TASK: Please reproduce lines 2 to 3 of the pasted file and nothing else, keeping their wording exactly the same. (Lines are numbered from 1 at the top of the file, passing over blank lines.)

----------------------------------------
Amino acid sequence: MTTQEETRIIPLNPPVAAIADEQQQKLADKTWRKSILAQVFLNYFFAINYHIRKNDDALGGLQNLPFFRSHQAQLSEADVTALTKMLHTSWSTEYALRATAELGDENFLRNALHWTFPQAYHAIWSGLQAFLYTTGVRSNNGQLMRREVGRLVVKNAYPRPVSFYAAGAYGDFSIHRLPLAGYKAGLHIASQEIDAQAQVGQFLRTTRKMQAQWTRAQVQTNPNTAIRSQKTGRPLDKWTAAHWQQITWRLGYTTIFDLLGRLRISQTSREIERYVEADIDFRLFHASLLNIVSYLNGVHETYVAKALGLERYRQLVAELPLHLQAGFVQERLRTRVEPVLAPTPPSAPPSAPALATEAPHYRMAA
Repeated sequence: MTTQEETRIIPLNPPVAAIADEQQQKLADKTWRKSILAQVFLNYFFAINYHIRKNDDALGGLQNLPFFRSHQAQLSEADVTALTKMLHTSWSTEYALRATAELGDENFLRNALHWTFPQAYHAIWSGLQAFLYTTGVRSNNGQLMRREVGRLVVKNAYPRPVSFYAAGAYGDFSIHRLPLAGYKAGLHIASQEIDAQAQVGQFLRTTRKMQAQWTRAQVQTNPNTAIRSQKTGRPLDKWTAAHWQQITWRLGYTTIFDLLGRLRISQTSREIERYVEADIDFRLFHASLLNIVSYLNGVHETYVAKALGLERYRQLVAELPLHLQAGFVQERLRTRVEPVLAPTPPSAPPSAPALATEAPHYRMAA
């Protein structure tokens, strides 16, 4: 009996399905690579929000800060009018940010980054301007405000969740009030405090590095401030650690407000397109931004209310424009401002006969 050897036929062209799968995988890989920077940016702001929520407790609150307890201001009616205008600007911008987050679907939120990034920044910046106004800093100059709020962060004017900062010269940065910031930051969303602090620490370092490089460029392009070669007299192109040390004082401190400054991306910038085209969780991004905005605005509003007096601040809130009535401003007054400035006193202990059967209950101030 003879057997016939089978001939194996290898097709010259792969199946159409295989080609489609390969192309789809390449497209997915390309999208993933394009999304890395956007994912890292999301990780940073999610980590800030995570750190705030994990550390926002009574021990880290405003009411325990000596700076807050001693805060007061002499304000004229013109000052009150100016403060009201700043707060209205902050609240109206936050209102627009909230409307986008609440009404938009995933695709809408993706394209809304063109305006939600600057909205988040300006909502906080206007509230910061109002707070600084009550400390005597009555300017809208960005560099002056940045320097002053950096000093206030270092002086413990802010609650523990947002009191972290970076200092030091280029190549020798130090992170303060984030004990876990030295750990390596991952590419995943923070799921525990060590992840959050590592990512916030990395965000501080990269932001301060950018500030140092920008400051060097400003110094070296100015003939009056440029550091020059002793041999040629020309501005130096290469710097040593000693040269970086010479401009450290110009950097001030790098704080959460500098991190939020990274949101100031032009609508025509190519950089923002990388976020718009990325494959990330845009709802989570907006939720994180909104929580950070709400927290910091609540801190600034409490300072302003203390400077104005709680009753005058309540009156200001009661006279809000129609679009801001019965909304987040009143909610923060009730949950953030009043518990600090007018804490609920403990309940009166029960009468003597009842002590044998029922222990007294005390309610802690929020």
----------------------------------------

Repeated sequence: MTTQEETRIIPLNPPVAAIADEQQQKLADKTWRKSILAQVFLNYFFAINYHIRKNDDALGGLQNLPFFRSHQAQLSEADVTALTKMLHTSWSTEYALRATAELGDENFLRNALHWTFPQAYHAIWSGLQAFLYTTGVRSNNGQLMRREVGRLVVKNAYPRPVSFYAAGAYGDFSIHRLPLAGYKAGLHIASQEIDAQAQVGQFLRTTRKMQAQWTRAQVQTNPNTAIRSQKTGRPLDKWTAAHWQQITWRLGYTTIFDLLGRLRISQTSREIERYVEADIDFRLFHASLLNIVSYLNGVHETYVAKALGLERYRQLVAELPLHLQAGFVQERLRTRVEPVLAPTPPSAPPSAPALATEAPHYRMAA
């Protein structure tokens, strides 16, 4: 009996399905690579929000800060009018940010980054301007405000969740009030405090590095401030650690407000397109931004209310424009401002006969 050897036929062209799968995988890989920077940016702001929520407790609150307890201001009616205008600007911008987050679907939120990034920044910046106004800093100059709020962060004017900062010269940065910031930051969303602090620490370092490089460029392009070669007299192109040390004082401190400054991306910038085209969780991004905005605005509003007096601040809130009535401003007054400035006193202990059967209950101030 003879057997016939089978001939194996290898097709010259792969199946159409295989080609489609390969192309789809390449497209997915390309999208993933394009999304890395956007994912890292999301990780940073999610980590800030995570750190705030994990550390926002009574021990880290405003009411325990000596700076807050001693805060007061002499304000004229013109000052009150100016403060009201700043707060209205902050609240109206936050209102627009909230409307986008609440009404938009995933695709809408993706394209809304063109305006939600600057909205988040300006909502906080206007509230910061109002707070600084009550400390005597009555300017809208960005560099002056940045320097002053950096000093206030270092002086413990802010609650523990947002009191972290970076200092030091280029190549020798130090992170303060984030004990876990030295750990390596991952590419995943923070799921525990060590992840959050590592990512916030990395965000501080990269932001301060950018500030140092920008400051060097400003110094070296100015003939009056440029550091020059002793041999040629020309501005130096290469710097040593000693040269970086010479401009450290110009950097001030790098704080959460500098991190939020990274949101100031032009609508025509190519950089923002990388976020718009990325494959990330845009709802989570907006939720994180909104929580950070709400927290910091609540801190600034409490300072302003203390400077104005709680009753005058309540009156200001009661006279809000129609679009801001019965909304987040009143909610923060009730949950953030009043518990600090007018804490609920403990309940009166029960009468003597009842002590044998029922222990007294005390309610802690929020």